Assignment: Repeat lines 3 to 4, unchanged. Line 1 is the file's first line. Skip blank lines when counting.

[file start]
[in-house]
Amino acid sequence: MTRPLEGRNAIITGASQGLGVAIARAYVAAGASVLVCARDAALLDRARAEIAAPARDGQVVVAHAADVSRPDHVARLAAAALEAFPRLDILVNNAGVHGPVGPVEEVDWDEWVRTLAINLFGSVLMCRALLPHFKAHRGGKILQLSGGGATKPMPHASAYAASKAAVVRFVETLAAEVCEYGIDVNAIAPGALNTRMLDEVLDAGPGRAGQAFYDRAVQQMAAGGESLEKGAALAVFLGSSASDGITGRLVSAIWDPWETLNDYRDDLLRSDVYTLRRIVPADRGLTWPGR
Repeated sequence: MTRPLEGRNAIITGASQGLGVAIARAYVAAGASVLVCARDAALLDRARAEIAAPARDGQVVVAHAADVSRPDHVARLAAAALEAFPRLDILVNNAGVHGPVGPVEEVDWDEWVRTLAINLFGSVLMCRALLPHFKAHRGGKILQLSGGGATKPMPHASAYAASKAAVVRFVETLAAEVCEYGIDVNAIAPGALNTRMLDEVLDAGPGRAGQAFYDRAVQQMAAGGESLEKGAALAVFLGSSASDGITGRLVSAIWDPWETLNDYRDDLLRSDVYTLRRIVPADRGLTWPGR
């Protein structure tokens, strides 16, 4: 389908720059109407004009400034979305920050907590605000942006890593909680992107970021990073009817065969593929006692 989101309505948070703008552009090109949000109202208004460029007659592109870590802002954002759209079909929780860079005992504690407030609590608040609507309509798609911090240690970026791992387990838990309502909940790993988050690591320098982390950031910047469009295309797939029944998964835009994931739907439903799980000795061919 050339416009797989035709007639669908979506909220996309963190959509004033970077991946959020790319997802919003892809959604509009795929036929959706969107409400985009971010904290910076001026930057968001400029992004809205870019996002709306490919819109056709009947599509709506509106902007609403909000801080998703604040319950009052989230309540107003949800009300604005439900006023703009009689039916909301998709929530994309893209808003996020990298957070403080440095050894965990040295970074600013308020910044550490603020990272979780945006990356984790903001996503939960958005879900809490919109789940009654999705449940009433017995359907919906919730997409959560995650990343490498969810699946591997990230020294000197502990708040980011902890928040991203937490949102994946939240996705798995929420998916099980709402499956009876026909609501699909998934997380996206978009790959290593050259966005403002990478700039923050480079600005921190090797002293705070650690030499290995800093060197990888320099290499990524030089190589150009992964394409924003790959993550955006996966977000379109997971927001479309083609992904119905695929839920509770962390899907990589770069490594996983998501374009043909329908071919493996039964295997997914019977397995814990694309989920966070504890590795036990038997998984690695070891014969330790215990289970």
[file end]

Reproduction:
Repeated sequence: MTRPLEGRNAIITGASQGLGVAIARAYVAAGASVLVCARDAALLDRARAEIAAPARDGQVVVAHAADVSRPDHVARLAAAALEAFPRLDILVNNAGVHGPVGPVEEVDWDEWVRTLAINLFGSVLMCRALLPHFKAHRGGKILQLSGGGATKPMPHASAYAASKAAVVRFVETLAAEVCEYGIDVNAIAPGALNTRMLDEVLDAGPGRAGQAFYDRAVQQMAAGGESLEKGAALAVFLGSSASDGITGRLVSAIWDPWETLNDYRDDLLRSDVYTLRRIVPADRGLTWPGR
């Protein structure tokens, strides 16, 4: 389908720059109407004009400034979305920050907590605000942006890593909680992107970021990073009817065969593929006692 989101309505948070703008552009090109949000109202208004460029007659592109870590802002954002759209079909929780860079005992504690407030609590608040609507309509798609911090240690970026791992387990838990309502909940790993988050690591320098982390950031910047469009295309797939029944998964835009994931739907439903799980000795061919 050339416009797989035709007639669908979506909220996309963190959509004033970077991946959020790319997802919003892809959604509009795929036929959706969107409400985009971010904290910076001026930057968001400029992004809205870019996002709306490919819109056709009947599509709506509106902007609403909000801080998703604040319950009052989230309540107003949800009300604005439900006023703009009689039916909301998709929530994309893209808003996020990298957070403080440095050894965990040295970074600013308020910044550490603020990272979780945006990356984790903001996503939960958005879900809490919109789940009654999705449940009433017995359907919906919730997409959560995650990343490498969810699946591997990230020294000197502990708040980011902890928040991203937490949102994946939240996705798995929420998916099980709402499956009876026909609501699909998934997380996206978009790959290593050259966005403002990478700039923050480079600005921190090797002293705070650690030499290995800093060197990888320099290499990524030089190589150009992964394409924003790959993550955006996966977000379109997971927001479309083609992904119905695929839920509770962390899907990589770069490594996983998501374009043909329908071919493996039964295997997914019977397995814990694309989920966070504890590795036990038997998984690695070891014969330790215990289970």